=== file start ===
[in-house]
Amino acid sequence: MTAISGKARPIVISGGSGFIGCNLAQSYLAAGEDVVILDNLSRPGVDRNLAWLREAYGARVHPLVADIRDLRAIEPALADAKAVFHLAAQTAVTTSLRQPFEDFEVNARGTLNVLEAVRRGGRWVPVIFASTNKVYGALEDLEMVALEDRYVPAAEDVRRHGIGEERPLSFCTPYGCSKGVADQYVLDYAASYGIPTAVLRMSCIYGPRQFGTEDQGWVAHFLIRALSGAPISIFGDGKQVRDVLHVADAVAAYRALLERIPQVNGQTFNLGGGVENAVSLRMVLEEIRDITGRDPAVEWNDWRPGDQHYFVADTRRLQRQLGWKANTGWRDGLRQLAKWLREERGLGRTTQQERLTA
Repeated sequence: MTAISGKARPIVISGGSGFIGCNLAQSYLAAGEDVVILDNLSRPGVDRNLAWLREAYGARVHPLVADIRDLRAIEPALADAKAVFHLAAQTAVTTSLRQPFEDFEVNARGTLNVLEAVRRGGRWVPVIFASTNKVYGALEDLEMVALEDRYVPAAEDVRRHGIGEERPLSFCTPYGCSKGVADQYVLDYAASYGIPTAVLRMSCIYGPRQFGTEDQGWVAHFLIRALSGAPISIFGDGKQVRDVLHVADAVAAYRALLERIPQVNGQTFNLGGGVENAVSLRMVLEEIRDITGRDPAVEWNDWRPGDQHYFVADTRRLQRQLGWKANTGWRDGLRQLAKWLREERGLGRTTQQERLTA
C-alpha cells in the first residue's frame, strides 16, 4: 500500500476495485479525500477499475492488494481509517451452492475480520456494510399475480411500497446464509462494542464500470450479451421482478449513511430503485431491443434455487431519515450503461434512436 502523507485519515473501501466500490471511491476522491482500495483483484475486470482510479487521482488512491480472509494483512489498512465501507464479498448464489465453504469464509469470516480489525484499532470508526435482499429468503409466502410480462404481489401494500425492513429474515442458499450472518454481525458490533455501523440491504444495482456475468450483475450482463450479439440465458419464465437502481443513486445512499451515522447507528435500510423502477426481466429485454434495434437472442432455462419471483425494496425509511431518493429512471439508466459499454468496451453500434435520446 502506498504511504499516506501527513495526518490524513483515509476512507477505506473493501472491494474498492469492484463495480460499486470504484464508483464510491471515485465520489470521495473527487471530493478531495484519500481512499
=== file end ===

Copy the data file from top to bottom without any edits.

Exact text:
[in-house]
Amino acid sequence: MTAISGKARPIVISGGSGFIGCNLAQSYLAAGEDVVILDNLSRPGVDRNLAWLREAYGARVHPLVADIRDLRAIEPALADAKAVFHLAAQTAVTTSLRQPFEDFEVNARGTLNVLEAVRRGGRWVPVIFASTNKVYGALEDLEMVALEDRYVPAAEDVRRHGIGEERPLSFCTPYGCSKGVADQYVLDYAASYGIPTAVLRMSCIYGPRQFGTEDQGWVAHFLIRALSGAPISIFGDGKQVRDVLHVADAVAAYRALLERIPQVNGQTFNLGGGVENAVSLRMVLEEIRDITGRDPAVEWNDWRPGDQHYFVADTRRLQRQLGWKANTGWRDGLRQLAKWLREERGLGRTTQQERLTA
Repeated sequence: MTAISGKARPIVISGGSGFIGCNLAQSYLAAGEDVVILDNLSRPGVDRNLAWLREAYGARVHPLVADIRDLRAIEPALADAKAVFHLAAQTAVTTSLRQPFEDFEVNARGTLNVLEAVRRGGRWVPVIFASTNKVYGALEDLEMVALEDRYVPAAEDVRRHGIGEERPLSFCTPYGCSKGVADQYVLDYAASYGIPTAVLRMSCIYGPRQFGTEDQGWVAHFLIRALSGAPISIFGDGKQVRDVLHVADAVAAYRALLERIPQVNGQTFNLGGGVENAVSLRMVLEEIRDITGRDPAVEWNDWRPGDQHYFVADTRRLQRQLGWKANTGWRDGLRQLAKWLREERGLGRTTQQERLTA
C-alpha cells in the first residue's frame, strides 16, 4: 500500500476495485479525500477499475492488494481509517451452492475480520456494510399475480411500497446464509462494542464500470450479451421482478449513511430503485431491443434455487431519515450503461434512436 502523507485519515473501501466500490471511491476522491482500495483483484475486470482510479487521482488512491480472509494483512489498512465501507464479498448464489465453504469464509469470516480489525484499532470508526435482499429468503409466502410480462404481489401494500425492513429474515442458499450472518454481525458490533455501523440491504444495482456475468450483475450482463450479439440465458419464465437502481443513486445512499451515522447507528435500510423502477426481466429485454434495434437472442432455462419471483425494496425509511431518493429512471439508466459499454468496451453500434435520446 502506498504511504499516506501527513495526518490524513483515509476512507477505506473493501472491494474498492469492484463495480460499486470504484464508483464510491471515485465520489470521495473527487471530493478531495484519500481512499